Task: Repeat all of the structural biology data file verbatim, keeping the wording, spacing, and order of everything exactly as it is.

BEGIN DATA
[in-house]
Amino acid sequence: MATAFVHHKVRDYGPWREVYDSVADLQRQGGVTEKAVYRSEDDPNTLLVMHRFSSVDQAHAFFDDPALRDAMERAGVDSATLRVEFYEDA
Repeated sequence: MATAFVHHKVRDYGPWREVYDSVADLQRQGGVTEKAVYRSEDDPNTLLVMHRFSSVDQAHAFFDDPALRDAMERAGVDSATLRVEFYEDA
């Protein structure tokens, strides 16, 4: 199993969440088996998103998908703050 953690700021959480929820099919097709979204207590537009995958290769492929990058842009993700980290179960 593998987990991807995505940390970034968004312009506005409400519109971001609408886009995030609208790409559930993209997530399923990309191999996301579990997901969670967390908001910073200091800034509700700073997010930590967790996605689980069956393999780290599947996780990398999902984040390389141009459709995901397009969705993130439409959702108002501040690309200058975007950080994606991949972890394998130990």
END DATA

[in-house]
Amino acid sequence: MATAFVHHKVRDYGPWREVYDSVADLQRQGGVTEKAVYRSEDDPNTLLVMHRFSSVDQAHAFFDDPALRDAMERAGVDSATLRVEFYEDA
Repeated sequence: MATAFVHHKVRDYGPWREVYDSVADLQRQGGVTEKAVYRSEDDPNTLLVMHRFSSVDQAHAFFDDPALRDAMERAGVDSATLRVEFYEDA
């Protein structure tokens, strides 16, 4: 199993969440088996998103998908703050 953690700021959480929820099919097709979204207590537009995958290769492929990058842009993700980290179960 593998987990991807995505940390970034968004312009506005409400519109971001609408886009995030609208790409559930993209997530399923990309191999996301579990997901969670967390908001910073200091800034509700700073997010930590967790996605689980069956393999780290599947996780990398999902984040390389141009459709995901397009969705993130439409959702108002501040690309200058975007950080994606991949972890394998130990």